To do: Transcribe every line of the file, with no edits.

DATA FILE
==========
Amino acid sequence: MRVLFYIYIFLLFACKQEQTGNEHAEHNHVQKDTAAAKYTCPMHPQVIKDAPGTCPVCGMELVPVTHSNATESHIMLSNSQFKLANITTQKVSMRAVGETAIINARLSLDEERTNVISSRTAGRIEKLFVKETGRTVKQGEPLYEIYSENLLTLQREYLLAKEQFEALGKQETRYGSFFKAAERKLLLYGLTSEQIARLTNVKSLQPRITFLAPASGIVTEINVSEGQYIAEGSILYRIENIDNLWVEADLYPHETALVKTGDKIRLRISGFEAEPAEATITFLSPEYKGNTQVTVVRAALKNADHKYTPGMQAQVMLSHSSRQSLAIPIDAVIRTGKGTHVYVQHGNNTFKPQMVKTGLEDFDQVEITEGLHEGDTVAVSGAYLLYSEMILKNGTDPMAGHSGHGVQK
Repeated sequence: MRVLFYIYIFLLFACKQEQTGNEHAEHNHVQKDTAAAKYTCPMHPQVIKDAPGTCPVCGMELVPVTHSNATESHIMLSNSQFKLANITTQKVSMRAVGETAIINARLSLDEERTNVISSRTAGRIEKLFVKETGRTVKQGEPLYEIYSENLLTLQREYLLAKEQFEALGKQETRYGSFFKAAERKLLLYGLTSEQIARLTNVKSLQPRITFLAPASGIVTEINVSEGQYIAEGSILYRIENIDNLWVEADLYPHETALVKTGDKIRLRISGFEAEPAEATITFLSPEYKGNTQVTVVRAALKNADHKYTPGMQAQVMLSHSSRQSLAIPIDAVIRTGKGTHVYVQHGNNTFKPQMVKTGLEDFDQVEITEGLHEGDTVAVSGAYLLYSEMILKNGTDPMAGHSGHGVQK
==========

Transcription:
Amino acid sequence: MRVLFYIYIFLLFACKQEQTGNEHAEHNHVQKDTAAAKYTCPMHPQVIKDAPGTCPVCGMELVPVTHSNATESHIMLSNSQFKLANITTQKVSMRAVGETAIINARLSLDEERTNVISSRTAGRIEKLFVKETGRTVKQGEPLYEIYSENLLTLQREYLLAKEQFEALGKQETRYGSFFKAAERKLLLYGLTSEQIARLTNVKSLQPRITFLAPASGIVTEINVSEGQYIAEGSILYRIENIDNLWVEADLYPHETALVKTGDKIRLRISGFEAEPAEATITFLSPEYKGNTQVTVVRAALKNADHKYTPGMQAQVMLSHSSRQSLAIPIDAVIRTGKGTHVYVQHGNNTFKPQMVKTGLEDFDQVEITEGLHEGDTVAVSGAYLLYSEMILKNGTDPMAGHSGHGVQK
Repeated sequence: MRVLFYIYIFLLFACKQEQTGNEHAEHNHVQKDTAAAKYTCPMHPQVIKDAPGTCPVCGMELVPVTHSNATESHIMLSNSQFKLANITTQKVSMRAVGETAIINARLSLDEERTNVISSRTAGRIEKLFVKETGRTVKQGEPLYEIYSENLLTLQREYLLAKEQFEALGKQETRYGSFFKAAERKLLLYGLTSEQIARLTNVKSLQPRITFLAPASGIVTEINVSEGQYIAEGSILYRIENIDNLWVEADLYPHETALVKTGDKIRLRISGFEAEPAEATITFLSPEYKGNTQVTVVRAALKNADHKYTPGMQAQVMLSHSSRQSLAIPIDAVIRTGKGTHVYVQHGNNTFKPQMVKTGLEDFDQVEITEGLHEGDTVAVSGAYLLYSEMILKNGTDPMAGHSGHGVQK